Because of his background as a physician, he and colleagues then worked very hard in the control of hepatitis B. Dr. Chen led in planning and helping implementation of a mass immunization program against HBV infection in Taiwan. After three years of preparation, the national program was launched in 1984 with newborns as the primary target. The implementation was smooth and they evaluated the program on regular basis. The program, the earliest in the world, was found to be extremely successful and the efficacy in preventing chronic HBV infection in children was around 85%. Chronic HBV infection decreased from 10-15% before vaccination to less than 1% after the program was implemented. Nevertheless, the ultimate goal of the vaccination program should be in the decrease of chronic liver disease and HCC. Indeed, Chen and colleagues were able to demonstrate a 75%-decrease of HCC in children who had received hepatitis B immunization in the national program. These achievements have a great impact on HBV control not only in Taiwan but also in other parts of the world, especially Asia. Because more than two billion people have been infected by HBV worldwide, and at least 360 million suffer from chronic HBV infection, of them, three fourths are Asians! The successful example in Taiwan has set a model for other countries to follow, especially for Asian countries. According to the World Health Organization, Asian countries had performed very well among the five continents in hepatitis B immunization. Not surprisingly, Chen is strongly advocating universal hepatitis B vaccination in the world.

Despite the effective control of hepatitis B by vaccination, the existing HBV carriers cannot be benefited by it. Chen and colleagues' persuit of the natural history of chronic HBV infection continued, as shown by their collaboration with epidemiologists on the risk of cirrhosis and HCC stratified by HBV replication and viral load. At the mean time, Chen and colleagues also created experimental animal models for the study of HBV and HCC.

Dr. Chen's efforts and contributions also extend to hepatitis C virus (HCV), he and colleagues investigated the role of HCV in liver disease in Taiwan and found that HCV was also important, only second to HBV in causing cirrhosis and HCC. They then cloned and sequenced the local HCV genome. The basic work soon led to screening blood donors with HCV antibodies in Taiwan in 1992, reducing post-transfusion hepatitis C remarkably. As to the treatment of those already infected by HCV, Chen and colleagues also made tremendous contributions in developing a new and effective therapy, by combining ribavirin with interferon alfa. About half of those treated with this new regimen were cured after a course of six-month therapy. The results were later confirmed by many other investigators, and the combination therapy has now evolved to become the treatment of choice worldwide.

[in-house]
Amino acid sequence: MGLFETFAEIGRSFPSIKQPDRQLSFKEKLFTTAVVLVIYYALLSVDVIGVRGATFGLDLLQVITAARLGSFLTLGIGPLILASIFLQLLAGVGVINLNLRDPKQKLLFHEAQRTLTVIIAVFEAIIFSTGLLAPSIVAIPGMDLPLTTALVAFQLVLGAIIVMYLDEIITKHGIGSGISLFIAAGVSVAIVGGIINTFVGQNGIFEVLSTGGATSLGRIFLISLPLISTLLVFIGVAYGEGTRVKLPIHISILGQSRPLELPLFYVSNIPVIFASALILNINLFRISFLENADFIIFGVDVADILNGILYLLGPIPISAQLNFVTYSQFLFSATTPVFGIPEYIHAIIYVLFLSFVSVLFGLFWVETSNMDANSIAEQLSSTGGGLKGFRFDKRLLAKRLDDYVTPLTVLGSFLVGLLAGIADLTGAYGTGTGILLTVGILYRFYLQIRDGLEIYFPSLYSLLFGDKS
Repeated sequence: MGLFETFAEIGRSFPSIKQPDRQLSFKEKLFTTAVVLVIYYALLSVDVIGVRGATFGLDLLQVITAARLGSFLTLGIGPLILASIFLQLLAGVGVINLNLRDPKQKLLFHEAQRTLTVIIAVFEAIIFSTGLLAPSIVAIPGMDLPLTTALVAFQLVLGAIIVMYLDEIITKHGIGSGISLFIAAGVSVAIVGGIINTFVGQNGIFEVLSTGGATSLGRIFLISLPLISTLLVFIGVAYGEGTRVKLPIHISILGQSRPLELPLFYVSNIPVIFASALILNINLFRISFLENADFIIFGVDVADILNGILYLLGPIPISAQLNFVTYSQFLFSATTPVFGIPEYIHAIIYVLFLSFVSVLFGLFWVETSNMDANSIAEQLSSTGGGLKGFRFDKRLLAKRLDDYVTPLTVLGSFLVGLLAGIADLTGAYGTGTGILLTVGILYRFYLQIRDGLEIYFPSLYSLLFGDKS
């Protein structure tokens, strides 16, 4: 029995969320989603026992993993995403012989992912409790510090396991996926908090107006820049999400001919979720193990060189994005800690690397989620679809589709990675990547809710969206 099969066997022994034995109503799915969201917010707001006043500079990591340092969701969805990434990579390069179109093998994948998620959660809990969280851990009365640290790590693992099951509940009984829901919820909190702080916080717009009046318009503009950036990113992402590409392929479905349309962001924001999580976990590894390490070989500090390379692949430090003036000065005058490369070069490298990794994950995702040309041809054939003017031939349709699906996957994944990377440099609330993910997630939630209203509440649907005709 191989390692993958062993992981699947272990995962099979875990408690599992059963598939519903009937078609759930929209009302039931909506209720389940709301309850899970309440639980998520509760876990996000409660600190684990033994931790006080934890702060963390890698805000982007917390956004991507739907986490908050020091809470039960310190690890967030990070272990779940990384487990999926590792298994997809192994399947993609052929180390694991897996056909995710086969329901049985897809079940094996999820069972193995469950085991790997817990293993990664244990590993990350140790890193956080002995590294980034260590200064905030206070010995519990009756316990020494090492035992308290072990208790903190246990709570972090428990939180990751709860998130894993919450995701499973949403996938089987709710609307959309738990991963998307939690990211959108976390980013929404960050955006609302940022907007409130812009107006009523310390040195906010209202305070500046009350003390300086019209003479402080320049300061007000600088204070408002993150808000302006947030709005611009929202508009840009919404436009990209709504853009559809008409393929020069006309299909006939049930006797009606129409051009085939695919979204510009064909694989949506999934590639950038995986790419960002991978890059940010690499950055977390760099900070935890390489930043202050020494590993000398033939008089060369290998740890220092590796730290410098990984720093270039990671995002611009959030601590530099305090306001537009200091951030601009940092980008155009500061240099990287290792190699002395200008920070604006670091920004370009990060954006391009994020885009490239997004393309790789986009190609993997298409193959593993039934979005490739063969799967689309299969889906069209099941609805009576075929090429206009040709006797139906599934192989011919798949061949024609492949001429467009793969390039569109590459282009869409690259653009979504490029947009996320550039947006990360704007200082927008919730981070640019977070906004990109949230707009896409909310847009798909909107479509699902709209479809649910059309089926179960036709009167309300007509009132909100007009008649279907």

In summary, Dr. Chen has contributed in defining HBV as the major etiology of chronic liver disease and HCC. His and colleagues' efforts culminated in a national control program that included mass immunization in Taiwan since early 1980s. The program is proven extremely effective in preventing chronic HBV infection and has resulted in subsequent decrease of HCC in the vacinees. This is first time in history that a human cancer is prevented by vaccination, and this is a milestone in the control of HBV infection in mankind. Dr. Chen and colleagues also pioneered a new regimen that cures chronic hepatitis C. Dr. Chen's achievements have a positive impact in the control of virus-induced chronic liver diseases and HCC which is one of the most common cancers, particularly in Asia.

Chinese version